Go to the following website to see 109 questions from the CST - the state test that all 8th grades must take at the end of the school year. If you can master these questions, you are on your way to scoring "Advanced" on the test!
I believe that all students can learn. It is this proposition that guides me in the pursuit of excellence in teaching and forms my philosophy of education. Because I believe that every student can learn, I do whatever it takes to create an environment where the learning process functions best. The most effective classroom atmosphere is standard-centered, managed effectively, and reaches out to various student modalities of learning. It is this environment that produces life-long learners.
Having students learn is not enough for me. Actually, it is not enough for the state of
Good class management is a critical aspect to being an effective teacher. Quality teaching and meaningful learning will not take place in a poorly managed classroom. Moreover, students need to know that I am fair, consistent, and trustworthy, and see that I am their ally, not their adversary. Central to my smoothly managed classroom are specific procedures and routines that students must follow on a daily basis.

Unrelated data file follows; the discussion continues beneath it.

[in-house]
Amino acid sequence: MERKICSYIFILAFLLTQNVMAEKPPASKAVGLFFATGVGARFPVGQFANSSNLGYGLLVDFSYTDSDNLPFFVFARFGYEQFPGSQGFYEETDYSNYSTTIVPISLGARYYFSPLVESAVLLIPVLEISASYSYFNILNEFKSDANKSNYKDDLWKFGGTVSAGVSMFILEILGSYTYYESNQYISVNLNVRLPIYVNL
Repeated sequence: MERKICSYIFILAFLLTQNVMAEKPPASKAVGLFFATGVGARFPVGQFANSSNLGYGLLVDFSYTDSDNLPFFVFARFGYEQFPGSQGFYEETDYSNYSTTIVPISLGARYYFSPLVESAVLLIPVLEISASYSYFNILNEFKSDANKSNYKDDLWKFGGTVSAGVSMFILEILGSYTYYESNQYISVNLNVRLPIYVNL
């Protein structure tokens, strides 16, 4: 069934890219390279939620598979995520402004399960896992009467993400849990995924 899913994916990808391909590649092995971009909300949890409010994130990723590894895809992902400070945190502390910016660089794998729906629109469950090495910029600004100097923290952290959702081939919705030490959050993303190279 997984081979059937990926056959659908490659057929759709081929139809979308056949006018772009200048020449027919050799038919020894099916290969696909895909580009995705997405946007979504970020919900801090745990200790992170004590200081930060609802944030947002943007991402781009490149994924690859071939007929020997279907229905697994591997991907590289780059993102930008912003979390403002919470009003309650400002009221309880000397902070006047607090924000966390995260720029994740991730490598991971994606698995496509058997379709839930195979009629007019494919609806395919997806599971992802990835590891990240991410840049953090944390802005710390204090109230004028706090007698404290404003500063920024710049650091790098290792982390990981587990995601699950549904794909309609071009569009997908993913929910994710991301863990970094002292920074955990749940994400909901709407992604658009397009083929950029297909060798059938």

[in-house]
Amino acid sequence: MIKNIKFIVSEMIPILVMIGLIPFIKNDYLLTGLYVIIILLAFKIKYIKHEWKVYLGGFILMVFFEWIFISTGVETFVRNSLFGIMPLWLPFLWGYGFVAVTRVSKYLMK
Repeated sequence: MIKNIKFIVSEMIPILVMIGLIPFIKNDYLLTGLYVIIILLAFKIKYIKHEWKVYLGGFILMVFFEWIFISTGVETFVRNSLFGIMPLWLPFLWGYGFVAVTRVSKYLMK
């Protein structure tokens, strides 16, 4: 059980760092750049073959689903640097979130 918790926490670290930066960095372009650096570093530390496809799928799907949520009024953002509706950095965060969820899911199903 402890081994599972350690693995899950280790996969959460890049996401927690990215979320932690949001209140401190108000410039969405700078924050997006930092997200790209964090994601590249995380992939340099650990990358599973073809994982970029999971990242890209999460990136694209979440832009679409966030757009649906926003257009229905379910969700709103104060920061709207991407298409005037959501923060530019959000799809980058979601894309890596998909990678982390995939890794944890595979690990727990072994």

Successful teachers reach out to various learning modalities throughout their instruction. Just as every teacher’s teaching style varies, each student’s learning style differs, too. Because of that fact, I see it as my responsibility to improve in the areas of instructional strategy in which I am weak. Through study, practice, and further implementation of proven instructional techniques, I plan on always refining my teaching skills in order to reach more students. A healthy balance of all learning styles should be interwoven throughout instruction and assessment; this is critical in order to reach all students.
In conclusion, I believe that all students can learn, and my primary goals are to ensure that my students learn the state standards and become lifelong learners. Continually refining and maintaining solid classroom management and utilizing various learning styles throughout instruction will help me achieve these goals – in other words, by being a life-long learner myself.